The Australian dollar continues to soar ever higher as global investors reflect on the best terms of trade in our history, so why is it that every level of government is borrowing heavily at the top of a boom?
It’s called democracy and the irresistible urge of politicians to spend their way to popularity.
While next Tuesday’s estimated $50 billion federal budget deficit is the big one, we did get budgets from Victoria, the ACT and the Northern Territory yesterday, which all confirmed the debt-funded proclivities of Australia’s public sector.
Ted Baillieu’s first Victorian budget was in stark contrast to the first Kennett budget handed down on April 6, 1993, which remains unprecedented in Australia with its 10% spending cuts across the board.
Debt was the dominant theme of today’s newspaper coverage. The Australian Financial Review went with “Debt soars in Baillieu’s first budget” on page one, while The Age splashed with “Baillieu set to double state debt“.
However, as usual, there was confusion in the reporting of gross and net debt, along with budget sector and public sector debt.
Jeff Kennett inherited $33 billion of gross debt and $18 billion of unfunded superannuation liabilities from Joan Kirner in 1992.
Seven years later he had sold about $35 billion worth of assets and handed back to Labor a public sector balance sheet with gross debt and unfunded super reduced to about $20 billion.
The Age reported on page one today that Victoria’s “debt is expected to almost double from $11.9 billion in 2011 to $23.2 billion in 2015”.
That’s not the full picture as the Herald Sun’s Stephen McMahon correctly wrote that gross “debt is expected to hit $38.6 billion in the next four years”. Terry McCrann referred to “a huge unfunded superannuation liability” without actually quoting the latest figure of $22.7 billion. Victoria’s total unfunded liabilities are just passing Kirner’s $50 billion now and will hit $60 billion in four years.
Treasury Corporation of Victoria, the central borrowing authority, is yet to inform the market of its 2011-12 program as the website is still focused on the $4.44 billion of new borrowings that were required in 2010-11.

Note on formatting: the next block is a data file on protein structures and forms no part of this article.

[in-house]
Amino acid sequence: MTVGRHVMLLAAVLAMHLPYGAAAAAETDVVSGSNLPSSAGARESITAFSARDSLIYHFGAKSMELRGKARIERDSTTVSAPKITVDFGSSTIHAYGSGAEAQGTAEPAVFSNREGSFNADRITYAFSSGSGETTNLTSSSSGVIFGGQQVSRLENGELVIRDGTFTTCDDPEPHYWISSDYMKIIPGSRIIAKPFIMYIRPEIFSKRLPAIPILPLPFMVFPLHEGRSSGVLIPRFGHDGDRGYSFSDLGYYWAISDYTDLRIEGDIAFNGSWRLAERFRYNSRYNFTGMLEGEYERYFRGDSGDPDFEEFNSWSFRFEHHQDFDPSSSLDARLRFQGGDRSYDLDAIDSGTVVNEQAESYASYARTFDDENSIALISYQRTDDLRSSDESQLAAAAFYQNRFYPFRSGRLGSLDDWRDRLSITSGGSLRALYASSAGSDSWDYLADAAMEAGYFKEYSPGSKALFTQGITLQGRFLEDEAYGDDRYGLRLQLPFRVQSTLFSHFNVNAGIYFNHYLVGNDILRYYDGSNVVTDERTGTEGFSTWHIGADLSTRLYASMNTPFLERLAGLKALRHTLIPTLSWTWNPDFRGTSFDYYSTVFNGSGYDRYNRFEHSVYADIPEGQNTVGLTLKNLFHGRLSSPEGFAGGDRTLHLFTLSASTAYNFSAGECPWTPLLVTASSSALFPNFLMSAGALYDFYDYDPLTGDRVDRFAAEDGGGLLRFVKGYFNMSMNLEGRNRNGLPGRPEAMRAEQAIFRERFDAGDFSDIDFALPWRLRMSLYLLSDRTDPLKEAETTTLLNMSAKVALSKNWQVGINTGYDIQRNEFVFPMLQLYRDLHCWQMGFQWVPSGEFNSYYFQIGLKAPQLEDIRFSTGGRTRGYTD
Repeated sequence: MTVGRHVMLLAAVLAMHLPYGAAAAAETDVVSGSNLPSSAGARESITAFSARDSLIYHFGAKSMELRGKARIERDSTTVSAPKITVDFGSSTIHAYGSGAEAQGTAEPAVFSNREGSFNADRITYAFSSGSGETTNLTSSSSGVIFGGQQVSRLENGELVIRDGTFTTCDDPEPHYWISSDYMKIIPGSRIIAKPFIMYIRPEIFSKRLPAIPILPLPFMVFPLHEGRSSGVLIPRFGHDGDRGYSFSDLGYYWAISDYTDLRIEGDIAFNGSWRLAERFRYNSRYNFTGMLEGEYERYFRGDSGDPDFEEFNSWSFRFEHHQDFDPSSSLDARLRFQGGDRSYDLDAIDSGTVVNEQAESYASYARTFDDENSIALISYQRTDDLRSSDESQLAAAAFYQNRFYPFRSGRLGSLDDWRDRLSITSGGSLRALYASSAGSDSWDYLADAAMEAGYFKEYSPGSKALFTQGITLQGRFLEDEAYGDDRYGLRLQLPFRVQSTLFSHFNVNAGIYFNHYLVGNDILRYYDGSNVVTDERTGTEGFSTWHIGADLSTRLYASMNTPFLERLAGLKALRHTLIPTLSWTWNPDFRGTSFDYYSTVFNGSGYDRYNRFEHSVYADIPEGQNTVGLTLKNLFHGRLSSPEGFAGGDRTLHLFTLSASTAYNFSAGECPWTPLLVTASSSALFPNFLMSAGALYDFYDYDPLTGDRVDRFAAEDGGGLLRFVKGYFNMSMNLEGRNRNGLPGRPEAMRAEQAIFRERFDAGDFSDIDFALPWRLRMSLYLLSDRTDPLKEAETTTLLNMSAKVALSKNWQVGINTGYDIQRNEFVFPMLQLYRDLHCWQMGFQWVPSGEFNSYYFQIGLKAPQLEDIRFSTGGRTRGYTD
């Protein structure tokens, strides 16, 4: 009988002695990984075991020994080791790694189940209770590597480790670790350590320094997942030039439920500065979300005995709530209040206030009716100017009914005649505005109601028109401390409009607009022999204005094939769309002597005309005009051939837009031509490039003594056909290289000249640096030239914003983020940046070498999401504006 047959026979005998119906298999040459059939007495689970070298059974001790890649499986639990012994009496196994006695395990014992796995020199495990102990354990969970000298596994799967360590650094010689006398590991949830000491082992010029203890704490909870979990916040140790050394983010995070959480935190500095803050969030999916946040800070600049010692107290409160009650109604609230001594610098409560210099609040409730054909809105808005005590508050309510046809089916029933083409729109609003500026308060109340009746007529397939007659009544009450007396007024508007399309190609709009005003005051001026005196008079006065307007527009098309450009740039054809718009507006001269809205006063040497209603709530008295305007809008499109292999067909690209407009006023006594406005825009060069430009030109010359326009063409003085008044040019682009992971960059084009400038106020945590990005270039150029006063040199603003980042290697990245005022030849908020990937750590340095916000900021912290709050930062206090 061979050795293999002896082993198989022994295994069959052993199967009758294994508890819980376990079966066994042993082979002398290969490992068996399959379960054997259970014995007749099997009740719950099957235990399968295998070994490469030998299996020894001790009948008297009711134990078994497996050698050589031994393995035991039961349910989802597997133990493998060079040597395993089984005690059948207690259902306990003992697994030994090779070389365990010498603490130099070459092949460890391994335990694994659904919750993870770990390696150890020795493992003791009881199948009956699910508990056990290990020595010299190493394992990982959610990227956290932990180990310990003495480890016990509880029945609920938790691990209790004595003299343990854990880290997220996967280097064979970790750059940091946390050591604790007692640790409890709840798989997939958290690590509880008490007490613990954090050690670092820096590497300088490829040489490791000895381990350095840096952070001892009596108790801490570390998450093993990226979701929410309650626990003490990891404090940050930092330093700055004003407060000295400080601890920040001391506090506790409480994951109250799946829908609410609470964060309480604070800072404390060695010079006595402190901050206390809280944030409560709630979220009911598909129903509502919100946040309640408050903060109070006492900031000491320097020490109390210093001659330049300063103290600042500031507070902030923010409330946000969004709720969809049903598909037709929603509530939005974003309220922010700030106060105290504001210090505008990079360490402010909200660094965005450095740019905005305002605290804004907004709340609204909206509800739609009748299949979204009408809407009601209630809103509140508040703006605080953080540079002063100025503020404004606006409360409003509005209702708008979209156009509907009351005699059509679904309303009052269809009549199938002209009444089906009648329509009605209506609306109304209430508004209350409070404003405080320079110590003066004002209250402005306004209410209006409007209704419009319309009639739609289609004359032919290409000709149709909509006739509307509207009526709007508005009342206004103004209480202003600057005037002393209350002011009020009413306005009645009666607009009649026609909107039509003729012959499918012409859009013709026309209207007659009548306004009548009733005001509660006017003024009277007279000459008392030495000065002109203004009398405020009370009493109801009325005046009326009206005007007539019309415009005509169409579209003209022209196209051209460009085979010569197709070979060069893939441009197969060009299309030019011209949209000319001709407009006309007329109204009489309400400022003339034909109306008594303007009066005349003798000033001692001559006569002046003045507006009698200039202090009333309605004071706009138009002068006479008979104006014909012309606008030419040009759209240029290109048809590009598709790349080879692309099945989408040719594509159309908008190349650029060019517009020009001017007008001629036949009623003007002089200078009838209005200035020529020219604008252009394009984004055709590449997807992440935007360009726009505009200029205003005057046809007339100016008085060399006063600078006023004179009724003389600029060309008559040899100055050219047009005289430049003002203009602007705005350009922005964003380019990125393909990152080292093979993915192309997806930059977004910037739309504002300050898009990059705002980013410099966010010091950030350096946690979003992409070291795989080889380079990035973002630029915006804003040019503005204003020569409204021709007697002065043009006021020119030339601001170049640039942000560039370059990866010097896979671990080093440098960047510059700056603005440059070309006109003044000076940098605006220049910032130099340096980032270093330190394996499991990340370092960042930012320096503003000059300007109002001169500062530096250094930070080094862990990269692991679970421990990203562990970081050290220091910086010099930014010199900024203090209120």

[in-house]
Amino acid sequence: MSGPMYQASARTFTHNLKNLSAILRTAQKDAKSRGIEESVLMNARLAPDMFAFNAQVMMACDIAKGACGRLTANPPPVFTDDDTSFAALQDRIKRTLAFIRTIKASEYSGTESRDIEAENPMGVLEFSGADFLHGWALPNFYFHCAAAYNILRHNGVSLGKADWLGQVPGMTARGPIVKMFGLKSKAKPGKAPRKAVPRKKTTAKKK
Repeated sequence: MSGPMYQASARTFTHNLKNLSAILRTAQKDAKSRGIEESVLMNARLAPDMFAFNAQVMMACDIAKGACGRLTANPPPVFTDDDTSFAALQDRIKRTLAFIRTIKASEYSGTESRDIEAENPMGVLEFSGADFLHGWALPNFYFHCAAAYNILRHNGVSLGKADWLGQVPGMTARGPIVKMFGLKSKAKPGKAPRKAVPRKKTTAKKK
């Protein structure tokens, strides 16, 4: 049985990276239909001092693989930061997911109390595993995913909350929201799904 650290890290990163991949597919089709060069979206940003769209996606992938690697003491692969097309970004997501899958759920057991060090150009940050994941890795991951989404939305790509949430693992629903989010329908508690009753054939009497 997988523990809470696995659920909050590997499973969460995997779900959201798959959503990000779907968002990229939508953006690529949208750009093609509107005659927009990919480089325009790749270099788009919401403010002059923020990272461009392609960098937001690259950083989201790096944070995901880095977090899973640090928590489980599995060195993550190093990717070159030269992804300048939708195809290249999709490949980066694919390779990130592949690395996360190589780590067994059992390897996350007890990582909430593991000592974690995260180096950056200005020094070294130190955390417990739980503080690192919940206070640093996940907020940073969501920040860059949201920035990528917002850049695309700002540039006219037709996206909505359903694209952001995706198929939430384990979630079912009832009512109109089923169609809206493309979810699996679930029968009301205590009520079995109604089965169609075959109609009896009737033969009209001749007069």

Unlike the federal government, which now publishes gross borrowings on its debt agency home page every week and also releases the results of every bond tender, the various state and territory governments are very poor when it comes to debt disclosure.
The best thing that can be said about Victoria is that its financial position was strong enough to resist the need for the federal government to guarantee its debt during the global financial crisis. Unlike NSW and Queensland, which needed guarantees covering tens of billions.
Ted Baillieu is known to be a left-wing progressive Liberal, but who would have thought his budget would look governments in other places. Today’s budget editorial in The Canberra Times was far removed from Monday’s page-one beat up, which claimed the ACT bureaucracy was to bear the brunt of “savage spending cuts”. Compare that with this more sober editorial assessment today:
“One of the budget’s more contentious announcements — that the already well-staffed ACT Public Service is to be increased by about 320 full-time equivalent staff — has been offset to some extent by the government’s stated promise to reduce overall numbers by 210, but only by normal staff turnover and targeted voluntary redundancies.”
The Canberra Times editorial also claimed that ACT borrowings are forecast to rise to about $650 million, about $200 million more than forecast, but remain in a comfortable band considering this is a $4.1 billion budget.
Huh, go to page 225 of the budget papers and you will see that ACT debt is set to rocket by a record $530 million to $2.04 billion in 2011-12.
That’s a whopping 33% increase in total debt in one year — at the very top of a boom. Yes, the little old ACT government is embarking on a course that can only end with Queensland-style privatisation, most notably of ACTew Corp, which owns 50% of the main water, gas, waste and electricity utility in Canberra and is already loaded up with $830 million in public debt.
Finally, we have yesterday’s Northern Territory budget, which also produced a debt-focused lead story in the Northern Territory News, especially seeing as Treasurer Delia Lawrie is projecting a recurrent deficit of $387 million in 2011-12 before even considering capital spending.
Lawrie dismissed as “scare mongering” claims by the Opposition that soaring public debt was unmanageable. The Territory’s net debt is projected to double from $1.1 billion to $2.2 billion over the next four years. And that’s after receiving per capita handouts from Canberra that are more than five times higher than most states. So much for riding the resources boom into surplus.
*Stephen Mayne was press secretary to Victorian Treasurer Alan Stockdale from 1992-1994 and was refused accreditation for yesterday’s budget lock-up.